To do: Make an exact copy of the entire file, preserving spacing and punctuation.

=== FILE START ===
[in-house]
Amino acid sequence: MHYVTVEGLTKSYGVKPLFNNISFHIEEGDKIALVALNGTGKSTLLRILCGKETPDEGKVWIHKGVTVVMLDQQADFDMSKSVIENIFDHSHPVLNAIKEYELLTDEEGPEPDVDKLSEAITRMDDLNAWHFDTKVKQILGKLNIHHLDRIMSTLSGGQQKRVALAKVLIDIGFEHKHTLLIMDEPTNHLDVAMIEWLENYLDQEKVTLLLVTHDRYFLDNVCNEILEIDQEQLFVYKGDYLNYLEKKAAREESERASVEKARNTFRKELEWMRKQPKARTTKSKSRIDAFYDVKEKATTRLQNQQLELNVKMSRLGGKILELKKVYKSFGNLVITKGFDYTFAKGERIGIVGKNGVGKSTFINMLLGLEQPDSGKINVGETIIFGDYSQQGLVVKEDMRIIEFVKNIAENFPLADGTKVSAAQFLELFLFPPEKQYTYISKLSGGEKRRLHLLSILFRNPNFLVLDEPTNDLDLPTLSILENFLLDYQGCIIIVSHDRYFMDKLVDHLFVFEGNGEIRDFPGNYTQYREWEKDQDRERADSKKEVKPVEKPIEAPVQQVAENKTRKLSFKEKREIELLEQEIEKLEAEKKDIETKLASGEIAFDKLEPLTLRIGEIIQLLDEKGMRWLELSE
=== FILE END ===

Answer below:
[in-house]
Amino acid sequence: MHYVTVEGLTKSYGVKPLFNNISFHIEEGDKIALVALNGTGKSTLLRILCGKETPDEGKVWIHKGVTVVMLDQQADFDMSKSVIENIFDHSHPVLNAIKEYELLTDEEGPEPDVDKLSEAITRMDDLNAWHFDTKVKQILGKLNIHHLDRIMSTLSGGQQKRVALAKVLIDIGFEHKHTLLIMDEPTNHLDVAMIEWLENYLDQEKVTLLLVTHDRYFLDNVCNEILEIDQEQLFVYKGDYLNYLEKKAAREESERASVEKARNTFRKELEWMRKQPKARTTKSKSRIDAFYDVKEKATTRLQNQQLELNVKMSRLGGKILELKKVYKSFGNLVITKGFDYTFAKGERIGIVGKNGVGKSTFINMLLGLEQPDSGKINVGETIIFGDYSQQGLVVKEDMRIIEFVKNIAENFPLADGTKVSAAQFLELFLFPPEKQYTYISKLSGGEKRRLHLLSILFRNPNFLVLDEPTNDLDLPTLSILENFLLDYQGCIIIVSHDRYFMDKLVDHLFVFEGNGEIRDFPGNYTQYREWEKDQDRERADSKKEVKPVEKPIEAPVQQVAENKTRKLSFKEKREIELLEQEIEKLEAEKKDIETKLASGEIAFDKLEPLTLRIGEIIQLLDEKGMRWLELSE